3D Printed Fashion

I was going to write an article about 3D printed fashion for quite a while. And nine times out of ten I postponed it for a reason because this topic is rather controversial. You’ve probably heard already that it is possible to use 3D printers to produce internal organs and even food. And of course, the fashion industry is not an exception.

Many fashion designers are experimenting with this technology a lot. I did some research about how do they use 3D printers in fashion. And I must say that very soon fashion will cease to exist. And we all should accept the fact, that soon 3D printed clothing will change the fashion world for good.

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The first serious move in that direction was made by Dutch designer Iris van Herpen. She was the first designer, who created a whole collection using 3D printing. Marvellous 3D printed designs created by a pulsed laser that layers powdered rubbers or metals into a shape, calculated by computers.

Today three-dimensional printing is mainly using the rigid fibre, plastic or rubber. And it is perhaps quite hard to create casual clothes like jeans or T-shirts. But for experimental, conceptual and fashion design, this technology is a perfect solution. You could even say that this limitation in the materials has given rise to a new type of aesthetics: a hybrid fashion, architecture and engineering.

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Some designers successfully use such unconventional materials – more advantage than disadvantage though. They open up new approaches to the design of clothing, allow to develop unique materials that cannot be created using the natural fibre. For example, fabric, smoothly and seamlessly passing from the solid, rigid state to a flexible, moving. Even though Iris van Herpen’s collection featured a printable fabric that is flexible, durable and can even be bunged in the washing machine. But most items produced with this technique are unforgiving stiff synthetics.

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Today 3D printed fabric is mainly used to create jewellery and accessories. Major brands such as Nike, Adidas and New Balance are also starting to gradually turn to the three-dimensional technology to develop footwear. While fashion has never been an industry to fret about the cost, high-end style usually involves hand-finished, artisanal craftsmanship and natural materials such as silk and leather. For hi-tech fashion to evolve from a niche trend there’ll have to be a radical rethink of the definition of luxury fashion.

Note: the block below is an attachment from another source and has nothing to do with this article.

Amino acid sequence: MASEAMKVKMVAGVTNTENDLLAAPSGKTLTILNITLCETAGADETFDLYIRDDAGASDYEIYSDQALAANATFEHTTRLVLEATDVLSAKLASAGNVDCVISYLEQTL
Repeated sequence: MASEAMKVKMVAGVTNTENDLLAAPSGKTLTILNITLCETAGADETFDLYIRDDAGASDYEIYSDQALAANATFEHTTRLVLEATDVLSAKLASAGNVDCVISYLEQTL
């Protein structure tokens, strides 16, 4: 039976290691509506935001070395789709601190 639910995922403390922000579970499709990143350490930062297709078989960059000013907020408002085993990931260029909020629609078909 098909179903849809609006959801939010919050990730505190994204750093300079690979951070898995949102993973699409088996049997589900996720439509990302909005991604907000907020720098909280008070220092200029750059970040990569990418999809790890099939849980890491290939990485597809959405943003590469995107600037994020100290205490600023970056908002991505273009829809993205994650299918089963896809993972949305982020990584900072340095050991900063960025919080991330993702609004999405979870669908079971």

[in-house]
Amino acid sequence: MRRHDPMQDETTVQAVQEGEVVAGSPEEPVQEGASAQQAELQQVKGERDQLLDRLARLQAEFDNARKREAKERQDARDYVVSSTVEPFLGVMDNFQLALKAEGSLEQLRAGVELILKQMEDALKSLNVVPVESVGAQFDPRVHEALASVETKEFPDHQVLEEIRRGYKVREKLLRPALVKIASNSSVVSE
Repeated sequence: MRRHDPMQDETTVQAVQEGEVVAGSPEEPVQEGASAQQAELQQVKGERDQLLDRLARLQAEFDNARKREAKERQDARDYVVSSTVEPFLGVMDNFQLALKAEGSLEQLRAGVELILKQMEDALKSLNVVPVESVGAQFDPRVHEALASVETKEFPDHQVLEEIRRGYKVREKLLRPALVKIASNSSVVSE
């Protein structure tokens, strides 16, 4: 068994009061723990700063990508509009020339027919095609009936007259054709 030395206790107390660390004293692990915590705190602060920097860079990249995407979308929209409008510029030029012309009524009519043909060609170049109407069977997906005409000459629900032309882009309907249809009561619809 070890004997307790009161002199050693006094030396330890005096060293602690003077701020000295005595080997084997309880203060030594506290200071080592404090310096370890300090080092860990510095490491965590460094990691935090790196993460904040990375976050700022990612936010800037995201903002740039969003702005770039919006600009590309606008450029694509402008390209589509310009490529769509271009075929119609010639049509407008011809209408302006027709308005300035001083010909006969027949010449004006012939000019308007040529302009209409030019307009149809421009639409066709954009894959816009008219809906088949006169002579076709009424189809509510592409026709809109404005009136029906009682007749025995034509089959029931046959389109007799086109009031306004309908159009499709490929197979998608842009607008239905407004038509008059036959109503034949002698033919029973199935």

I’m pretty sure indeed over time 3D-printer will be in every home, and fashion design will be available to all. People will download ready-made layouts, change their characteristics – size, colour – scan their body or feet to print perfectly fitting clothing and shoes. Hard to say, positive or negative will be the impact of 3D printing technology for the fashion industry. Should it grow enough to create wearable stuff?

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In the manufacture of clothing, the most important thing right now is the speed and the volume. In this sense, the 3D printer will be very useful. Things can be done very quickly and in large quantities. On the other hand, the development of three-dimensional printing can also lead to loss of jobs in the fashion industry. But I still hope that the need for exclusive handmade quality will not disappear even in future.

All in all, we should perceive this new fashion as not just things to be shown. But their inner inwardness which arises from the earlier ideas. Only this way we can figure out, how the contemporary fashion works. Otherwise, we run the risk of getting stuck in the intermediate stage without any development and progress. And without any understanding of the modern fashion and current trends.

What do you think about this 3D printed fashion and the industry in a whole?



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